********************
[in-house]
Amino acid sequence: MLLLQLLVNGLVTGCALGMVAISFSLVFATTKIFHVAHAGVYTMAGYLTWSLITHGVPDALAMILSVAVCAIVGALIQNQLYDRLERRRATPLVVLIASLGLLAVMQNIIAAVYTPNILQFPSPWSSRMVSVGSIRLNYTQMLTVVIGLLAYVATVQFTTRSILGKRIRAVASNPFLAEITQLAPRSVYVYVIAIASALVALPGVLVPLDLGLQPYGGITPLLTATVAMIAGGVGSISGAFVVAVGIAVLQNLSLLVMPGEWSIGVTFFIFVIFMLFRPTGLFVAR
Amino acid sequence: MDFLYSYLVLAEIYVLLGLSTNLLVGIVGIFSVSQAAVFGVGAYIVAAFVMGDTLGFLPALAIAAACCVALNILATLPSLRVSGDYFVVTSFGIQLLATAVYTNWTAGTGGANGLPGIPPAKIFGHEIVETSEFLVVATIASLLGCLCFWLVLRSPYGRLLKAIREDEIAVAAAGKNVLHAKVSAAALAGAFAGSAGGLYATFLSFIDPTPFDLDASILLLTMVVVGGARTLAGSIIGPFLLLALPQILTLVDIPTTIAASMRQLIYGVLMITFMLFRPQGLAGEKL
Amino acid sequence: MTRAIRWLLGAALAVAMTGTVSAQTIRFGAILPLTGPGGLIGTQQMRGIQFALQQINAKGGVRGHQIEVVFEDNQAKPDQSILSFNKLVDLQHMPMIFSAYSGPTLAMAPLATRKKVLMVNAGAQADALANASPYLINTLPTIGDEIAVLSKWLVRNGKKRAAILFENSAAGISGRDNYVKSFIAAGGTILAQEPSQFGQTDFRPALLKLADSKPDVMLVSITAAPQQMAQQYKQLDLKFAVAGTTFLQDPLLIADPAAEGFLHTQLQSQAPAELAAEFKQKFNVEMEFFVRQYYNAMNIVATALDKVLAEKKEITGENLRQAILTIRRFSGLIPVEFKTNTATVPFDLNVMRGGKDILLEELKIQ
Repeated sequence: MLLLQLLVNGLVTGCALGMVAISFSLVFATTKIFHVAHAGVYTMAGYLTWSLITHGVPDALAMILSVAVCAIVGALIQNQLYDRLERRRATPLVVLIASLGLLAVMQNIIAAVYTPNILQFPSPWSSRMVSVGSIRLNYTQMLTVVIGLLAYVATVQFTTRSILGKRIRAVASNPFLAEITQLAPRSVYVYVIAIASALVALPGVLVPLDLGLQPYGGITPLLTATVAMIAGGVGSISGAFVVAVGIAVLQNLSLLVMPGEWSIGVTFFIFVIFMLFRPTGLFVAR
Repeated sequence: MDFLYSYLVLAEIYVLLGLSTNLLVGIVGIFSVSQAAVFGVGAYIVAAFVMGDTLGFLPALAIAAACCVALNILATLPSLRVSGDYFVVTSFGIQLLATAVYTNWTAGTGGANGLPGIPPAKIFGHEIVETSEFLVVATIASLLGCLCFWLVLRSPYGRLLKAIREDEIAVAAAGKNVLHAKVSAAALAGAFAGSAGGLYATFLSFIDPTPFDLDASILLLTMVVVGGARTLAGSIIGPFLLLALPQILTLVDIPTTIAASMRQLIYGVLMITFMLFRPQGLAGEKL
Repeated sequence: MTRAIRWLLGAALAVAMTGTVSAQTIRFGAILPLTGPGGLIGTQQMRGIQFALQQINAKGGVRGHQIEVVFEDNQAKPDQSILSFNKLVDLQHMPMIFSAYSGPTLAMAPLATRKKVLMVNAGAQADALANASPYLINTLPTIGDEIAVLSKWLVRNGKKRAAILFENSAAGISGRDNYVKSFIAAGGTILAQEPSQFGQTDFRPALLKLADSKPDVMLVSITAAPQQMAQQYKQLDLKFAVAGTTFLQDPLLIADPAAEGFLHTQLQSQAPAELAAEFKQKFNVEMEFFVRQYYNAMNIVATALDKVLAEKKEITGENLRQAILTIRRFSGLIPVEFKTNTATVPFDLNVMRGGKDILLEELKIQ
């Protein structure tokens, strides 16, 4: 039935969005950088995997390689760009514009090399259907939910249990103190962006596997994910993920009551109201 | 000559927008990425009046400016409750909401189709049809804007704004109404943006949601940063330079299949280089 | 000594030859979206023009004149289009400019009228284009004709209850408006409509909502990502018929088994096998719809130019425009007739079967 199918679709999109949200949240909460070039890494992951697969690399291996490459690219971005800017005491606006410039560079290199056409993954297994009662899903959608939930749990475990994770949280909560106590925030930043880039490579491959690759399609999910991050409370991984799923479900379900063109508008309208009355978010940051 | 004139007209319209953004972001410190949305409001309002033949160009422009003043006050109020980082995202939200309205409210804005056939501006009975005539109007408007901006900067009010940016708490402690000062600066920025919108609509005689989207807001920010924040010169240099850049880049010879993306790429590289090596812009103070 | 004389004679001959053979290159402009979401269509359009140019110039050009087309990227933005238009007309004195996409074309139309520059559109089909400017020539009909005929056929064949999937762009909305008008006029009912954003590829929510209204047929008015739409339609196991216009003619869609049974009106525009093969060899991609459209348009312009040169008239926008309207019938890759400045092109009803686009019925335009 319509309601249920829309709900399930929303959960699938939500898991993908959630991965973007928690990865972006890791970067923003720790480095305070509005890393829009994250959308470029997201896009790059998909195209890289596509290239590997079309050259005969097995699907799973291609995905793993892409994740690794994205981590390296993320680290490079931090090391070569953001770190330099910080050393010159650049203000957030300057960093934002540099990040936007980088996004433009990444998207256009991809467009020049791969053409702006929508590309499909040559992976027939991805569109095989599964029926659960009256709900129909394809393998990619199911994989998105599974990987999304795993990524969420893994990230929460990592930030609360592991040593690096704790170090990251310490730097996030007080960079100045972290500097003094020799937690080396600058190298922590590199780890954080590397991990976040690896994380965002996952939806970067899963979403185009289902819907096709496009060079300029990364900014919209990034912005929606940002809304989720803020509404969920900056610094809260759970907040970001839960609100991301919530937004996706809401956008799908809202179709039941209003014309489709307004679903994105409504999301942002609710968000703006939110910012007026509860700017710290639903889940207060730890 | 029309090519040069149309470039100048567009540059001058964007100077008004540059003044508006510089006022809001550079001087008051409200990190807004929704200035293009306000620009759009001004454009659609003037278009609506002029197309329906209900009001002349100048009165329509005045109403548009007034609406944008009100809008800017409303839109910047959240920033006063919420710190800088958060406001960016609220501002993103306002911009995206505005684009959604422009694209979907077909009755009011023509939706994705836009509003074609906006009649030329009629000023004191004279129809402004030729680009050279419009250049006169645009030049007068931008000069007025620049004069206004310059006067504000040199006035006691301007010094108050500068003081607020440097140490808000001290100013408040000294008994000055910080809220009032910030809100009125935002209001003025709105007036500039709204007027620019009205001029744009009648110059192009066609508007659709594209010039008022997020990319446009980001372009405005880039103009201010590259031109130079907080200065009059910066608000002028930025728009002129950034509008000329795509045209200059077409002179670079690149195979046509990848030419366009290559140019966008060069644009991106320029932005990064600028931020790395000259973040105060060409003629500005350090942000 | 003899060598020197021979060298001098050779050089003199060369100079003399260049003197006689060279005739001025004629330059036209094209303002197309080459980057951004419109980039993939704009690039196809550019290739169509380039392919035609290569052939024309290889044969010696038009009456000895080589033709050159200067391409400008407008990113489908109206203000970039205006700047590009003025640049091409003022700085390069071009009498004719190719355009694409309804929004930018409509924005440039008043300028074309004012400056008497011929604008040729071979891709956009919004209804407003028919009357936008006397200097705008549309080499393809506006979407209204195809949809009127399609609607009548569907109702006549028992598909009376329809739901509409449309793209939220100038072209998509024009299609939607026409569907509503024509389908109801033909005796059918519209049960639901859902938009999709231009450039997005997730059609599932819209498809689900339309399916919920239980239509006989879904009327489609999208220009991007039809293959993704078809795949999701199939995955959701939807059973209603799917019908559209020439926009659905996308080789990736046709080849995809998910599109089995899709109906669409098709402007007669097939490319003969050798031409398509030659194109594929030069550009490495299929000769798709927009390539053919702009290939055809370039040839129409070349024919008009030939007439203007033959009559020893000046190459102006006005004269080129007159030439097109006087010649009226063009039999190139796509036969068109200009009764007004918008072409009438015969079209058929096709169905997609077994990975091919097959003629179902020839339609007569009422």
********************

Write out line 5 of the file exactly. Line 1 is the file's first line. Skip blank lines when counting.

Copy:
Repeated sequence: MLLLQLLVNGLVTGCALGMVAISFSLVFATTKIFHVAHAGVYTMAGYLTWSLITHGVPDALAMILSVAVCAIVGALIQNQLYDRLERRRATPLVVLIASLGLLAVMQNIIAAVYTPNILQFPSPWSSRMVSVGSIRLNYTQMLTVVIGLLAYVATVQFTTRSILGKRIRAVASNPFLAEITQLAPRSVYVYVIAIASALVALPGVLVPLDLGLQPYGGITPLLTATVAMIAGGVGSISGAFVVAVGIAVLQNLSLLVMPGEWSIGVTFFIFVIFMLFRPTGLFVAR